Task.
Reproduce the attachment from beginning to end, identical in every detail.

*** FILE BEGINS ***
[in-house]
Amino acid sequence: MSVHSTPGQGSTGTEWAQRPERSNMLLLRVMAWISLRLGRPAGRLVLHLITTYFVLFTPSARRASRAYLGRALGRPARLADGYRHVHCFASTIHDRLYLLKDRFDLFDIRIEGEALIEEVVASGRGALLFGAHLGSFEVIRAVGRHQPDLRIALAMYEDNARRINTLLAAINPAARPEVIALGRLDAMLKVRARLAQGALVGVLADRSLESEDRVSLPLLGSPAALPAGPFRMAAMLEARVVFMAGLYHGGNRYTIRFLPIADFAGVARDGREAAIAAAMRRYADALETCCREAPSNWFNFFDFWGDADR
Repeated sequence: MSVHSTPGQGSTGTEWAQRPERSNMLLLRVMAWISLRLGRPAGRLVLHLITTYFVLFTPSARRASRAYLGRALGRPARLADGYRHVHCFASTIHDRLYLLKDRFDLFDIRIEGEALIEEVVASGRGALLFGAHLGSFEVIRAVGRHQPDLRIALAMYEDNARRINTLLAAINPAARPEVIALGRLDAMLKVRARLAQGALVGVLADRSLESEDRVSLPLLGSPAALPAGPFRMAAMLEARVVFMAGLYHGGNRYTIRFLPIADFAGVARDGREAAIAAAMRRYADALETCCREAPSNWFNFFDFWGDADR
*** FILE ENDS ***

[in-house]
Amino acid sequence: MSVHSTPGQGSTGTEWAQRPERSNMLLLRVMAWISLRLGRPAGRLVLHLITTYFVLFTPSARRASRAYLGRALGRPARLADGYRHVHCFASTIHDRLYLLKDRFDLFDIRIEGEALIEEVVASGRGALLFGAHLGSFEVIRAVGRHQPDLRIALAMYEDNARRINTLLAAINPAARPEVIALGRLDAMLKVRARLAQGALVGVLADRSLESEDRVSLPLLGSPAALPAGPFRMAAMLEARVVFMAGLYHGGNRYTIRFLPIADFAGVARDGREAAIAAAMRRYADALETCCREAPSNWFNFFDFWGDADR
Repeated sequence: MSVHSTPGQGSTGTEWAQRPERSNMLLLRVMAWISLRLGRPAGRLVLHLITTYFVLFTPSARRASRAYLGRALGRPARLADGYRHVHCFASTIHDRLYLLKDRFDLFDIRIEGEALIEEVVASGRGALLFGAHLGSFEVIRAVGRHQPDLRIALAMYEDNARRINTLLAAINPAARPEVIALGRLDAMLKVRARLAQGALVGVLADRSLESEDRVSLPLLGSPAALPAGPFRMAAMLEARVVFMAGLYHGGNRYTIRFLPIADFAGVARDGREAAIAAAMRRYADALETCCREAPSNWFNFFDFWGDADR